Osman and Baker: “Redemption felt pretty sweet tonight” (Video)

Reported by Lauren Neidigh.


  • NCAA record: Kelsi Worrell (2016)- 49.43
  • American record: Kelsi Worrell (2016)- 49.43
  • U.S. Open record: Kelsi Worrell (2016)- 49.43
  • Championship Record: Kelsi Worrell (2016)- 49.43
  • 2016 NCAA Champion: Kelsi Worrell (Louisville), 49.43
  1. Farida Osman (Cal)- 50.05
  2. Hellen Moffitt (UNC)- 50.37
  3. Louise Hansson (USC)- 50.45

USC freshman Louise Hansson got out to the early lead, but Cal’s Farida Osman hammered it home on the final 25 to win the race in 50.05. That makes Osman the 3rd fastest performer in history. Hansson held on for 3rd, but UNC’s Hellen Moffitt just ran her down at the finish for 2nd place.

Texas A&M’s Sarah Gibson (50.63) threw down a 26.74 split on the 2nd 50 to out-touch Cal’s Noemie Thomas (50.65). Stanford’s Janet Hu was also sub-51, clocking in at 50.81 for 6th place.

Auburn’s Haley Black put up a blistering 51.08 in the B final to set a new Auburn school record, finishing 9th ahead of Cal’s Maddie Murphy (51.15).


  • NCAA record: Ally Howe (2017)- 49.69
  • American record: Ally Howe (2017)- 49.69
  • U.S. Open record: Ally Howe (2017)- 49.69
  • Championship Record: Kathleen Baker (2017)- 49.80
  • 2016 NCAA Champion: Rachel Bootsma (Cal)- 50.28
  1. Kathleen Baker (Cal)- 49.84
  2. Olivia Smoliga (Georgia)- 50.04
  3. Hannah Stevens (Missouri)- 50.57

Cal’s Kathleen Baker roared to a 23.97 split en route to a 49.84 victory, putting up the 3rd fastest performance of all time. Georgia’s Olivia Smoliga touched in 50.04, making her the 6th fastest performer of all time to take the runner-up spot ahead of Missouri’s Hannah Stevens.

Stanford’s Ally Howe, the American Record holder, touched 4th in 50.58 ahead of teammate Janet Hu (50.73). Texas freshman Claire Adams cleared the 51-barrier for the first time, clocking in at 50.95 for 6th place.

Cal’s Amy Bilquist had the 6th fastest swim of the night, touching in 50.86 to win the B final.


  • NCAA record: Stanford (2016)- 1:34.15
  • American record: Stanford (2016)- 1:34.15
  • U.S. Open record: Stanford (2016)- 1:34.15
  • Championship Record: Cal (2012)- 1:34.24
  • 2016 NCAA Champion: Stanford (Howe, Haase, Hu, Neal)-1:34.81
  1. Cal- 1:34.10
  2. Texas A&M- 1:34.85
  3. Stanford- 1:34.90

Cal got their medley relay redemption in tonight’s 200 medley relay final, roaring to a new NCAA and U.S. Open Record time of 1:34.10. Abbey Weitzeil was almost second faster than she’s been all season with a 26.67 on the breast leg, while Farida Osman brought them from behind to win it with a 21.11 free split. Stanford’s relay from last year retains the American Record as Osman represents Egypt internationally and butterflier Noemie Thomas represents Canada.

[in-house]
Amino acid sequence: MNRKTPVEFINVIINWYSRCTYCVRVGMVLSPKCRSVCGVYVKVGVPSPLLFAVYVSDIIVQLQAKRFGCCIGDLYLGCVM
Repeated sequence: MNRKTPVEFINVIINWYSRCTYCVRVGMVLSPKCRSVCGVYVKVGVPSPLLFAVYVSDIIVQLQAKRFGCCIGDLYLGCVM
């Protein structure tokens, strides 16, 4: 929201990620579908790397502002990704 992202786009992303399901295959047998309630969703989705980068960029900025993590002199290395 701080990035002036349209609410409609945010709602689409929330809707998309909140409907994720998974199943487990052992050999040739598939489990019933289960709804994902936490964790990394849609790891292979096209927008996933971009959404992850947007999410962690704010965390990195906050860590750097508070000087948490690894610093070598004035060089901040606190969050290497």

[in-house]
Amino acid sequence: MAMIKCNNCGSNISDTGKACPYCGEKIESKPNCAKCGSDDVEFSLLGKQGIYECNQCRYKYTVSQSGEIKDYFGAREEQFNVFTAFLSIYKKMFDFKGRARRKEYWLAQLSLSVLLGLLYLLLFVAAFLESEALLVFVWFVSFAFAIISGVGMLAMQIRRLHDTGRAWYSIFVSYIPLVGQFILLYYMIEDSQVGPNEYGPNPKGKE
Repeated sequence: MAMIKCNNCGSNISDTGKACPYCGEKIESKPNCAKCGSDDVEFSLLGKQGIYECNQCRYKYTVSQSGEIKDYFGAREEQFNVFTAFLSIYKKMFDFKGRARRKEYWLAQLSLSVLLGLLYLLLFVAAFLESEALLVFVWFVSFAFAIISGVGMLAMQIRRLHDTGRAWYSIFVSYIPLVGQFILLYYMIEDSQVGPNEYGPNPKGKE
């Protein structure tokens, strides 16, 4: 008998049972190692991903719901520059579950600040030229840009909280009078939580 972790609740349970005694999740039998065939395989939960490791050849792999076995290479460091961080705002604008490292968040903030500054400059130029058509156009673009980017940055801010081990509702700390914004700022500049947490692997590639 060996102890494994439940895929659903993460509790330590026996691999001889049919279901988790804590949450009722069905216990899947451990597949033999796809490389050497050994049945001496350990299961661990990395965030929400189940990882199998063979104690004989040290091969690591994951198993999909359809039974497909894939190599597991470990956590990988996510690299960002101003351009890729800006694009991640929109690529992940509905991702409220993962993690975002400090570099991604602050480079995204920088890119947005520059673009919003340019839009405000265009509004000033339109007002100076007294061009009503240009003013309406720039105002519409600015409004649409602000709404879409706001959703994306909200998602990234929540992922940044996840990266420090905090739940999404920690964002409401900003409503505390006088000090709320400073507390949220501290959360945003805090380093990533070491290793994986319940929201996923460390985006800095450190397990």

Texas A&M’s Sarah Gibson put up the fastest fly split of the field, posting a 22.43 to help her team take 2nd ahead of Stanford, who got a 20.95 anchor split from Simone Manuel. The fastest breast split came from Indiana’s Lilly King (25.62)

Fastest Splits of the Field:

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bobo gigi
5 years ago

Kathleen Baker is on fire this season. So much confidence since Rio.

5 years ago

What did Auburn get DQ’ed for? it doesn’t look like a false start

Reply to  Cartman
5 years ago

15m violation on backstroke

5 years ago

Not to be nitpicky (jk this is very nitpicky) but Cal set the NCAA record, not American record in the short byline

bobo gigi
Reply to  Sparkle
5 years ago

Yes. Farida is Egyptian. However I didn’t know until today she was born in USA in Indianapolis.

Reply to  bobo gigi
5 years ago

And noemie is Canadian…only half their relay was american

bobo gigi
Reply to  Splash
5 years ago

You’re right. I forgot Noemie Thomas!

Coach Mike 1952
Reply to  Sparkle
5 years ago

Dear SwimSwam, please change the description on the main loading page as well as here to be accurate about it being an NCAA & US Open meet record, NOT American record please.

About Coleman Hodges

Coleman Hodges

Coleman started his journey in the water at age 1, and although he actually has no memory of that, something must have stuck. A Missouri native, he joined the Columbia Swim Club at age 9, where he is still remembered for his stylish dragon swim trunks. After giving up on …

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